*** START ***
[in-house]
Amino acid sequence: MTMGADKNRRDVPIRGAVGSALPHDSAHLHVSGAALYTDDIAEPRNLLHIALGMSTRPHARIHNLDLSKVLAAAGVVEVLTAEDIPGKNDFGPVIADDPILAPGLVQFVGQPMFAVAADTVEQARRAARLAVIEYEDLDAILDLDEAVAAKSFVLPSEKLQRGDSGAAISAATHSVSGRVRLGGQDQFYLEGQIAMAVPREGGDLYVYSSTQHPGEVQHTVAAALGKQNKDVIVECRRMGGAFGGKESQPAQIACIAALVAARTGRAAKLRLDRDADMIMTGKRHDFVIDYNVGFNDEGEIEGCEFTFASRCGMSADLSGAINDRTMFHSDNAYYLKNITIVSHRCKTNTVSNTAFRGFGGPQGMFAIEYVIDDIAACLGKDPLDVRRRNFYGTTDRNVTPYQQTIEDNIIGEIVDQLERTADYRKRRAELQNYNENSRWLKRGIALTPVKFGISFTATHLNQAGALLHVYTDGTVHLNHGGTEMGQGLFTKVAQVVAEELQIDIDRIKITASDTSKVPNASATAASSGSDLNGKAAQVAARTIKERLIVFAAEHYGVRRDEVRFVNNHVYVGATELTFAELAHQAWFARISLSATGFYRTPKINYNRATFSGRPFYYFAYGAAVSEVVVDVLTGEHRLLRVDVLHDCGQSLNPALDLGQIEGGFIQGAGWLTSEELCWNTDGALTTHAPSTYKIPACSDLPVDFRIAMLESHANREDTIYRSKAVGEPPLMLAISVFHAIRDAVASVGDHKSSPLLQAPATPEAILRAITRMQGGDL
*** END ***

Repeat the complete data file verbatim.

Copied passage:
[in-house]
Amino acid sequence: MTMGADKNRRDVPIRGAVGSALPHDSAHLHVSGAALYTDDIAEPRNLLHIALGMSTRPHARIHNLDLSKVLAAAGVVEVLTAEDIPGKNDFGPVIADDPILAPGLVQFVGQPMFAVAADTVEQARRAARLAVIEYEDLDAILDLDEAVAAKSFVLPSEKLQRGDSGAAISAATHSVSGRVRLGGQDQFYLEGQIAMAVPREGGDLYVYSSTQHPGEVQHTVAAALGKQNKDVIVECRRMGGAFGGKESQPAQIACIAALVAARTGRAAKLRLDRDADMIMTGKRHDFVIDYNVGFNDEGEIEGCEFTFASRCGMSADLSGAINDRTMFHSDNAYYLKNITIVSHRCKTNTVSNTAFRGFGGPQGMFAIEYVIDDIAACLGKDPLDVRRRNFYGTTDRNVTPYQQTIEDNIIGEIVDQLERTADYRKRRAELQNYNENSRWLKRGIALTPVKFGISFTATHLNQAGALLHVYTDGTVHLNHGGTEMGQGLFTKVAQVVAEELQIDIDRIKITASDTSKVPNASATAASSGSDLNGKAAQVAARTIKERLIVFAAEHYGVRRDEVRFVNNHVYVGATELTFAELAHQAWFARISLSATGFYRTPKINYNRATFSGRPFYYFAYGAAVSEVVVDVLTGEHRLLRVDVLHDCGQSLNPALDLGQIEGGFIQGAGWLTSEELCWNTDGALTTHAPSTYKIPACSDLPVDFRIAMLESHANREDTIYRSKAVGEPPLMLAISVFHAIRDAVASVGDHKSSPLLQAPATPEAILRAITRMQGGDL